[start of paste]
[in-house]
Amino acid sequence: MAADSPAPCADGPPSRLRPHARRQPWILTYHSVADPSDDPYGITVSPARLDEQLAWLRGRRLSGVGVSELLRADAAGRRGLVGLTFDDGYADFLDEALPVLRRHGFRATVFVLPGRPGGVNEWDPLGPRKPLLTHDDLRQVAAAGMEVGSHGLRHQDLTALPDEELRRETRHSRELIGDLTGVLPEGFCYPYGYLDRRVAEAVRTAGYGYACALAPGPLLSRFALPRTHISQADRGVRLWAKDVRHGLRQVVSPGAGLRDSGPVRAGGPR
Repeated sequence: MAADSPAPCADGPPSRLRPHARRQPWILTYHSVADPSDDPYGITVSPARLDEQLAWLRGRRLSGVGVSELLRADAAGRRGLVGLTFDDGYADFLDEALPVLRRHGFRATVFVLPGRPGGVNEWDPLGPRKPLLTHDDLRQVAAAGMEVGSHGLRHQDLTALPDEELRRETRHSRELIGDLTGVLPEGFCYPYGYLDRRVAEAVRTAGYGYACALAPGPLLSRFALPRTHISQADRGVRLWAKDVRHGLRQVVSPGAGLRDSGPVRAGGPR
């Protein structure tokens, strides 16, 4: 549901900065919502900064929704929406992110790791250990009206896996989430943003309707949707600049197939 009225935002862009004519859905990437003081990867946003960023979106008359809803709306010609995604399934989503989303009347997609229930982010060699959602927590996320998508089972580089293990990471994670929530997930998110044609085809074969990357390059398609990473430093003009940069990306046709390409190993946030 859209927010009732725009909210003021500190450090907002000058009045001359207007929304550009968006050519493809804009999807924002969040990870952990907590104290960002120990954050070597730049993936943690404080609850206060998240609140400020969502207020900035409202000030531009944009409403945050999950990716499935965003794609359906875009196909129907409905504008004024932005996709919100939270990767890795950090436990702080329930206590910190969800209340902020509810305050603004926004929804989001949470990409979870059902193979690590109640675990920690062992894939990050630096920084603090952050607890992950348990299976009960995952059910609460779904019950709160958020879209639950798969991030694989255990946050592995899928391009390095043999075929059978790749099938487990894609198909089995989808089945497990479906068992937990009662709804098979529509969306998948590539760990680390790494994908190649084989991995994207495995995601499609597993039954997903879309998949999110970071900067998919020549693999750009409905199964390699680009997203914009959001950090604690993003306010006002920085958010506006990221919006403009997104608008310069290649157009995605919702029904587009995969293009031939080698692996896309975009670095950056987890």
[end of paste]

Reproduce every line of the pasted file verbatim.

[in-house]
Amino acid sequence: MAADSPAPCADGPPSRLRPHARRQPWILTYHSVADPSDDPYGITVSPARLDEQLAWLRGRRLSGVGVSELLRADAAGRRGLVGLTFDDGYADFLDEALPVLRRHGFRATVFVLPGRPGGVNEWDPLGPRKPLLTHDDLRQVAAAGMEVGSHGLRHQDLTALPDEELRRETRHSRELIGDLTGVLPEGFCYPYGYLDRRVAEAVRTAGYGYACALAPGPLLSRFALPRTHISQADRGVRLWAKDVRHGLRQVVSPGAGLRDSGPVRAGGPR
Repeated sequence: MAADSPAPCADGPPSRLRPHARRQPWILTYHSVADPSDDPYGITVSPARLDEQLAWLRGRRLSGVGVSELLRADAAGRRGLVGLTFDDGYADFLDEALPVLRRHGFRATVFVLPGRPGGVNEWDPLGPRKPLLTHDDLRQVAAAGMEVGSHGLRHQDLTALPDEELRRETRHSRELIGDLTGVLPEGFCYPYGYLDRRVAEAVRTAGYGYACALAPGPLLSRFALPRTHISQADRGVRLWAKDVRHGLRQVVSPGAGLRDSGPVRAGGPR
């Protein structure tokens, strides 16, 4: 549901900065919502900064929704929406992110790791250990009206896996989430943003309707949707600049197939 009225935002862009004519859905990437003081990867946003960023979106008359809803709306010609995604399934989503989303009347997609229930982010060699959602927590996320998508089972580089293990990471994670929530997930998110044609085809074969990357390059398609990473430093003009940069990306046709390409190993946030 859209927010009732725009909210003021500190450090907002000058009045001359207007929304550009968006050519493809804009999807924002969040990870952990907590104290960002120990954050070597730049993936943690404080609850206060998240609140400020969502207020900035409202000030531009944009409403945050999950990716499935965003794609359906875009196909129907409905504008004024932005996709919100939270990767890795950090436990702080329930206590910190969800209340902020509810305050603004926004929804989001949470990409979870059902193979690590109640675990920690062992894939990050630096920084603090952050607890992950348990299976009960995952059910609460779904019950709160958020879209639950798969991030694989255990946050592995899928391009390095043999075929059978790749099938487990894609198909089995989808089945497990479906068992937990009662709804098979529509969306998948590539760990680390790494994908190649084989991995994207495995995601499609597993039954997903879309998949999110970071900067998919020549693999750009409905199964390699680009997203914009959001950090604690993003306010006002920085958010506006990221919006403009997104608008310069290649157009995605919702029904587009995969293009031939080698692996896309975009670095950056987890």